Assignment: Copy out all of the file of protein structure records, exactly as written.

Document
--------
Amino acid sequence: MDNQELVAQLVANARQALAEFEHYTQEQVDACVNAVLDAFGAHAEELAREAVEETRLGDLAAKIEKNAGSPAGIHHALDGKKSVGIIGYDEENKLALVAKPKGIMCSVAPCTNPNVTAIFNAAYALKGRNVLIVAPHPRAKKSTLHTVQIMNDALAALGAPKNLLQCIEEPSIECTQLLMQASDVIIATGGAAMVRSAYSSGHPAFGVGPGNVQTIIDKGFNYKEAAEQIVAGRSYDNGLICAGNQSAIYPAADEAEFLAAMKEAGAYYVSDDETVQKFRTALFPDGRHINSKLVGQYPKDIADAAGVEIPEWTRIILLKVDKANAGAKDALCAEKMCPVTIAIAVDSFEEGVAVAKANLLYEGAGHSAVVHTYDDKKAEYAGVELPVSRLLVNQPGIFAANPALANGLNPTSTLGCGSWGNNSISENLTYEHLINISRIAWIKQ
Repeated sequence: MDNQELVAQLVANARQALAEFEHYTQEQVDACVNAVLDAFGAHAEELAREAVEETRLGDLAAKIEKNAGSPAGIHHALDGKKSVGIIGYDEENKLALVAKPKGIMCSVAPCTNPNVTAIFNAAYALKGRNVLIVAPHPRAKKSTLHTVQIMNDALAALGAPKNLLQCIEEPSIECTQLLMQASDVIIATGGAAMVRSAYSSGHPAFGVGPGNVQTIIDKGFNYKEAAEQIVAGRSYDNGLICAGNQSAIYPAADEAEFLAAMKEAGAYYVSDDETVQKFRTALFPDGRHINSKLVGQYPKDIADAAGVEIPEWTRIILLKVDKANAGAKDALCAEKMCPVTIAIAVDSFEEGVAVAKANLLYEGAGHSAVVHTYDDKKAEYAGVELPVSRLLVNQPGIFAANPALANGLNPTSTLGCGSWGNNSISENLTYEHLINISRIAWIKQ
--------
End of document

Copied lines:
Amino acid sequence: MDNQELVAQLVANARQALAEFEHYTQEQVDACVNAVLDAFGAHAEELAREAVEETRLGDLAAKIEKNAGSPAGIHHALDGKKSVGIIGYDEENKLALVAKPKGIMCSVAPCTNPNVTAIFNAAYALKGRNVLIVAPHPRAKKSTLHTVQIMNDALAALGAPKNLLQCIEEPSIECTQLLMQASDVIIATGGAAMVRSAYSSGHPAFGVGPGNVQTIIDKGFNYKEAAEQIVAGRSYDNGLICAGNQSAIYPAADEAEFLAAMKEAGAYYVSDDETVQKFRTALFPDGRHINSKLVGQYPKDIADAAGVEIPEWTRIILLKVDKANAGAKDALCAEKMCPVTIAIAVDSFEEGVAVAKANLLYEGAGHSAVVHTYDDKKAEYAGVELPVSRLLVNQPGIFAANPALANGLNPTSTLGCGSWGNNSISENLTYEHLINISRIAWIKQ
Repeated sequence: MDNQELVAQLVANARQALAEFEHYTQEQVDACVNAVLDAFGAHAEELAREAVEETRLGDLAAKIEKNAGSPAGIHHALDGKKSVGIIGYDEENKLALVAKPKGIMCSVAPCTNPNVTAIFNAAYALKGRNVLIVAPHPRAKKSTLHTVQIMNDALAALGAPKNLLQCIEEPSIECTQLLMQASDVIIATGGAAMVRSAYSSGHPAFGVGPGNVQTIIDKGFNYKEAAEQIVAGRSYDNGLICAGNQSAIYPAADEAEFLAAMKEAGAYYVSDDETVQKFRTALFPDGRHINSKLVGQYPKDIADAAGVEIPEWTRIILLKVDKANAGAKDALCAEKMCPVTIAIAVDSFEEGVAVAKANLLYEGAGHSAVVHTYDDKKAEYAGVELPVSRLLVNQPGIFAANPALANGLNPTSTLGCGSWGNNSISENLTYEHLINISRIAWIKQ